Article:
What is Google's new ad privacy feature?

Google Chrome users will be getting a popup asking them to turn on a new privacy feature after their browser updates. This is Google’s new user-tracking built directly into the browser whereas the privacy conversation up to this point has been user-tracking on websites.

Users should see a pop-up when they start up Chrome soon, informing them that an “ad privacy” feature has been rolled out to them and enabled. … documentation about this feature feels like it was written on opposite day, with Google calling the browser-based advertising platform “a significant step on the path towards a fundamentally more private web.”


Thanks for reminding me to add another Ars feed to my feed reader, Mike! I was only subscribed to Biz & IT.

Sometimes I forget corporate doublespeak is a thing until I read stuff like this.

I’ve been listening to Cory Doctorow’s new book, The Internet Con, and one of the revelations for me was that Google, Facebook (and Amazon, of course) don’t treat users poorly because they’re not their customers; they treat everyone poorly because they can get away with it. They screw over advertisers just as much, if not more, with just as much regularity.

Advertising directly in the browser will bring Chrome in line with Brave. I can’t say that’s a feature I would like in my browser.

I can’t disagree with this:

this is Google, and they control Chrome, and this probably still won’t make people switch to Firefox.

Vivaldi seems like a good option for people not overly concerned about software freedom. There are too many parts of Firefox I like to consider using another browser, except to use some webapps that only work on the Blink engine. I use Chromium for those webapps at the moment…maybe I’ll switch to Vivaldi in the future.

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No problem. Though, even I miss out on some news. :slightly_smiling_face:

I agree with the sentiment.

But, I think it is important to avoid stereotypes. It is too easy to start saying ‘they’ (YouTube) and forget all the nuance that goes into that oversimplification. Instead, I think people should focus on pitching in. For example, my other recent thread about Babcock Ranch demonstrates that companies can solve problems with the current set of rules.

I’ll add that Richard Wolff said (YouTube) that democracy in the workplace is what is missing from society. Even I have to admit that, outside of Europe, it would take a big change in work culture to integrate democracy into a company. But, the idea of having a say at work and making the world a better place is appealing.

I recognize that Vivaldi is closed source. And, I agree that there are browsers which score better at PrivacyTests.org than Vivaldi. But, my personal approach has been to choose web browsers which are convenient. Further, I assume anything I do on a computer is public information and behave accordingly; just look at the recent Microsoft hack or look back on Enron. I feel like this approach takes the stress out of getting perfect privacy. And, I put less trust in software or organizations because those will fail.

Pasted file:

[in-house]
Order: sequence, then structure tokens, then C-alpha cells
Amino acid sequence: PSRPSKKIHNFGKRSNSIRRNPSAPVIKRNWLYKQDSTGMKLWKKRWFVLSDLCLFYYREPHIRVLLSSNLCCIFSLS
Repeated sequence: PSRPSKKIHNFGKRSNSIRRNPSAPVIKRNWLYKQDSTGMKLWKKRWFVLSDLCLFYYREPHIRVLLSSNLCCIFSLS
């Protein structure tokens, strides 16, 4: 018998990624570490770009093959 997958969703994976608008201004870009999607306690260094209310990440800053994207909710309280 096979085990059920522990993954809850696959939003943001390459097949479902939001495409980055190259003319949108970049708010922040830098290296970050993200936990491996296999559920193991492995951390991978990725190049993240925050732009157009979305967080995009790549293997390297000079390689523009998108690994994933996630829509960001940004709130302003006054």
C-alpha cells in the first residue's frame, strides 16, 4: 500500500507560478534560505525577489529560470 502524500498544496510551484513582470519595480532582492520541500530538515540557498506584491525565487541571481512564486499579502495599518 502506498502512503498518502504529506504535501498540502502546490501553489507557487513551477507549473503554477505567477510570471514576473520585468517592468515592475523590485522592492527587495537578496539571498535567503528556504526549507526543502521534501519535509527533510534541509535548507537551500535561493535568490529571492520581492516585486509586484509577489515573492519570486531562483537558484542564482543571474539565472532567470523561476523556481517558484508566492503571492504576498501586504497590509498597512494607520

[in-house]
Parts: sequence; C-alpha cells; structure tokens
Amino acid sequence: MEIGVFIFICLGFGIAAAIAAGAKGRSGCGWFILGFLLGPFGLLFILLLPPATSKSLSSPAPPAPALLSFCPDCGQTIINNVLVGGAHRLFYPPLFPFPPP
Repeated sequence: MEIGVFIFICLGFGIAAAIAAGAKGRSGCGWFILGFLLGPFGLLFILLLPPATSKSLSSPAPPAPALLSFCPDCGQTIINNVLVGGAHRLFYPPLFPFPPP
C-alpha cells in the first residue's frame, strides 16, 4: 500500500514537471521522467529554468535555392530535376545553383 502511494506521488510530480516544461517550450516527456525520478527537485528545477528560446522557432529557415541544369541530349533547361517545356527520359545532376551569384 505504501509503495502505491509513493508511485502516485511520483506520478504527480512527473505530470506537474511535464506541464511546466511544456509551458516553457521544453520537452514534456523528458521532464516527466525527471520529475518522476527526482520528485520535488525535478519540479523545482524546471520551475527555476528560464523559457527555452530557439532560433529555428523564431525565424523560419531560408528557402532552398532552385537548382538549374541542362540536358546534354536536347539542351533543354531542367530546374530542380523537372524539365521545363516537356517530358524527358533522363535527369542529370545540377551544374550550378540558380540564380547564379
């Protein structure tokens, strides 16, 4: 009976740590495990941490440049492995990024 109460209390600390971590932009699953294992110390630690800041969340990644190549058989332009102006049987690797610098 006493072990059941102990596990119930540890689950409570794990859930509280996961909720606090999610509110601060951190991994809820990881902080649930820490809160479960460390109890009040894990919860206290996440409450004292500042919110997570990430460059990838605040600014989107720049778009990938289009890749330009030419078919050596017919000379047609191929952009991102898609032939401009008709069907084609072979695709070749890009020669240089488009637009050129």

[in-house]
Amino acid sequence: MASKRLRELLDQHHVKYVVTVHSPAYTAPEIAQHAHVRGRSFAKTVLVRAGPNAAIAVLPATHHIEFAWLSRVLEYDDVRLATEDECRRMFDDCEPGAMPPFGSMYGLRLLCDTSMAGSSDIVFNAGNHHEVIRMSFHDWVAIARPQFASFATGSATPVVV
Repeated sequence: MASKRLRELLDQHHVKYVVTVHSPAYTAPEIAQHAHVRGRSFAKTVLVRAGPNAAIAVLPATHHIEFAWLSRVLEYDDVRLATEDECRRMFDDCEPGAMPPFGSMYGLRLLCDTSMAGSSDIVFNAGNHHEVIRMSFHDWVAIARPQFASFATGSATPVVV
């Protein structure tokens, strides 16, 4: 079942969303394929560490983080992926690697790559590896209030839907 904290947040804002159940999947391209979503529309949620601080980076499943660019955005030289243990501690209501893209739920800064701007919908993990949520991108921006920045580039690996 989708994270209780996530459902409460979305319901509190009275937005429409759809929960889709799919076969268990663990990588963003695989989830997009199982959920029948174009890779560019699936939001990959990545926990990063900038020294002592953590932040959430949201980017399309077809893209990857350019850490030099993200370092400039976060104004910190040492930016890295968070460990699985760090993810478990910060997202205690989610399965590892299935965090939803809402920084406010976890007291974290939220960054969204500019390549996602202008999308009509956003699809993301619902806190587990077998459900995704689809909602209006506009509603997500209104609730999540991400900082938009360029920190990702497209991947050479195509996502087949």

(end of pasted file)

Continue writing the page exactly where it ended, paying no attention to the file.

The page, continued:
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This got added to my list the minute I saw it was out. Glad to hear he kind of continues down the enshitiffication line, I’m guessing there’s going to be more to it than that right? Might even bring it to the front of the queue for an upcoming holiday.

Musk Filters

Can’t argue with that :slight_smile:

It is too easy to start saying ‘they’ (YouTube) and forget all the nuance that goes into that oversimplification.

While I appreciate the idea here, I don’t think I’ll be able to surrender my personal vendetta against Amazon any time soon. I only bring up Facebook and Amazon due to personal experiences I’ve had being on the advertising side of the fence—they are not your friends. If anything, they’re far more aggressive toward (smaller) advertisers than they are their users, who they are mostly indifferent about. Amazon is the only company that’s managed to screw me on both sides of the fence, but that’s a story for another time…

I’ll add that Richard Wolff said (YouTube) that democracy in the workplace is what is missing from society.

It’s an interesting idea but I’m not quite sure where you’re going with this. Are you saying Google, for example, would be better if corporate decisions were based on democracy? If so, I can see the pros and cons of that. Alphabet is a huge conglomerate and the guys at the top can’t see everything that’s going on, so it would be handy there. But at the same time, there are things you miss when you’re on the ground.

In this vein, Codeweavers underwent a transition to an employee-owned model recently. I don’t know how that’s going to work out for them, but it’s interesting and I wish them the best!


So, I tried it out again and I just can’t get along with Vivaldi! There’s so much stuff! I mean, sure, there’s handy features like RSS feed detection I wish Firefox had built-in, and tab tiling is cool when you need it, and of course I’m using vertical tabs, and it’s very nice to know the page weight and load times, and I really like that it has a search bar + URL bar by default (the only Chromium browser that makes using multiple search engines easy, actually), but damn the interface is busy.

I think Orion achieves more of what I want (web development tools) while remaining simple. It’s too buggy though. And macOS-only.

I’m the kinda guy who runs Firefox with a GNOME userChrome to simplify things even more. As much as I hate to admit it, Chrome’s user interface did a lot to improve browser design overall. I wish Firefox wouldn’t follow them everywhere, but alas.